Ex-Congressman Brad Schneider swings back to NU as speaker


Jeffrey Wang/The Daily Northwestern

Former Rep. Brad Schneider addresses a room of Northwestern students Tuesday night. The ex-Congressman discussed his tenure as a representative and his intentions to run again in 2016.

Emily Chin, Social Media Editor

Former Rep. Brad Schneider spoke at a College Democrats meeting Tuesday night about his time in Congress and his motivations for running again.

Schneider (McCormick ’83, Kellogg ’88) served in Congress from 2013 to 2015. The reason he ran for the House of Representatives in 2012 was to address the fiscal, economic and environmental challenges that the U.S. has in competing in the global economy, he said.

“It was the idea of trying to start tackling the challenges we face as a country so that we may not finish it, maybe we’re not going to solve all the problems, but (we will) work on them generations after that, and the next,” he said to a room of more than 40 people.

Schneider is running for Congress again to finish what he started three years ago, he said. He argued that for the U.S. to continue leading the global economy, it needs to build up the middle class. He pointed out that the growth of the U.S.’s middle class is significantly lower than that of other countries.

”It’s the idea of growing from the middle out,” he said. “We need a middle class that is confident, investing in the future.”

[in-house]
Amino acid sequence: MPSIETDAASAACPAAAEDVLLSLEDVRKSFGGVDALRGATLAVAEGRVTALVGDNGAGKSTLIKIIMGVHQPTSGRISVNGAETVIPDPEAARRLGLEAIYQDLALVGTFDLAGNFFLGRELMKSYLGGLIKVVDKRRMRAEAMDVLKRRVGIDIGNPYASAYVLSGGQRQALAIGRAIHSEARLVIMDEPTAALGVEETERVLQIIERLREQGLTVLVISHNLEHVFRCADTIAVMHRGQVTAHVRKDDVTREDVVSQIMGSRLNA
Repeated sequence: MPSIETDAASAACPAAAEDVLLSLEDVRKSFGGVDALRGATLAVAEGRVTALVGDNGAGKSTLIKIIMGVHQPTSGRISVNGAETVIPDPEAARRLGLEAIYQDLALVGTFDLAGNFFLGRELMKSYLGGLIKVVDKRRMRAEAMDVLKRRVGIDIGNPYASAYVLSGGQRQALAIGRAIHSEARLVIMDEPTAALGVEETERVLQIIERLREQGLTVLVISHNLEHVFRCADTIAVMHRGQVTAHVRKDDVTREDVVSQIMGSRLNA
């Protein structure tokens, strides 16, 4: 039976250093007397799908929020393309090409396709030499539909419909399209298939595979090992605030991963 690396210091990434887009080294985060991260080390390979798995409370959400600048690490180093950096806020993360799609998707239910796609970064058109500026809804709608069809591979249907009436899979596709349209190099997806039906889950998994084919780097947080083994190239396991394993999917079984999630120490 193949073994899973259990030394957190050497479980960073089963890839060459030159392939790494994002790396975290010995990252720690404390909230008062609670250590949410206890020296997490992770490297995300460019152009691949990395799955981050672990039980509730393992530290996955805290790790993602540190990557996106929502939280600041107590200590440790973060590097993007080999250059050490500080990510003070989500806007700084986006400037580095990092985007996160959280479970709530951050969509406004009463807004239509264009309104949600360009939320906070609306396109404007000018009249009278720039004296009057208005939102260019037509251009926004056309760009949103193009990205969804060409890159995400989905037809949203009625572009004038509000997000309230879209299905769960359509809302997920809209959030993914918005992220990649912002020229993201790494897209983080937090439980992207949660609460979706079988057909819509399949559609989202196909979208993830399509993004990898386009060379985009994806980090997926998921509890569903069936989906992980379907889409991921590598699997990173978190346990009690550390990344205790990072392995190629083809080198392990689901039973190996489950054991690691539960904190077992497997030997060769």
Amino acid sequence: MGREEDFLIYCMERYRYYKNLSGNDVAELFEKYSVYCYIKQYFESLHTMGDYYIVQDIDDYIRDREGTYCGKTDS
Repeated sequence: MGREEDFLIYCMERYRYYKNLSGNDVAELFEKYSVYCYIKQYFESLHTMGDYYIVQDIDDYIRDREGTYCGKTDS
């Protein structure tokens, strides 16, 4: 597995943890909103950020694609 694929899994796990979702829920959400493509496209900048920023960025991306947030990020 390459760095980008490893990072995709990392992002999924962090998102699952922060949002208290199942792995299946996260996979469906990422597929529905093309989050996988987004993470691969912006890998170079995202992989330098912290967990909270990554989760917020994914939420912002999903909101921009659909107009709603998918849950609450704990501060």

Other points Schneider hopes to work on if he is elected are eliminating gun violence, funding public education and creating a path to citizenship, he said.

“Four years ago I didn’t exactly know what I was getting into,” he said. “Now I know exactly what I want to do. We need to help the dreamers — the young people who came here seeking to make a better life. We need to address all the issues, but we have to do it in a way that doesn’t put us in a whole cycle.”

Schneider also emphasized the importance of engaging college students in political campaigns. He noted that when students work on campaigns, regardless of the candidate, they have the opportunity to make a difference and quickly emerge into a leadership role.

Several students who attended Schneider’s talk had worked on his campaigns in the past, and he encouraged students to be a part of his current campaign.

“I’ll come to Northwestern in the drop of a hat,” he told The Daily. “It’s a chance to talk to young people who I think are critical for the next generation. (They) have the greatest stake in the decisions being made in Congress.”

College Democrats president Robert Bourret, a SESP junior, told The Daily he reached out to Schneider because College Democrats had helped the former representative in a previous campaign, and he knew Schneider was in need of interns for his 2016 run for election.

Weinberg freshman Carlos Belardi said Schneider’s visit was a big factor that influenced his decision to come to the College Democrats meeting.

“It’s interesting to meet a Congressman on a personal level,” he said. “It’s cool to see the motivation of why he does what he does.”

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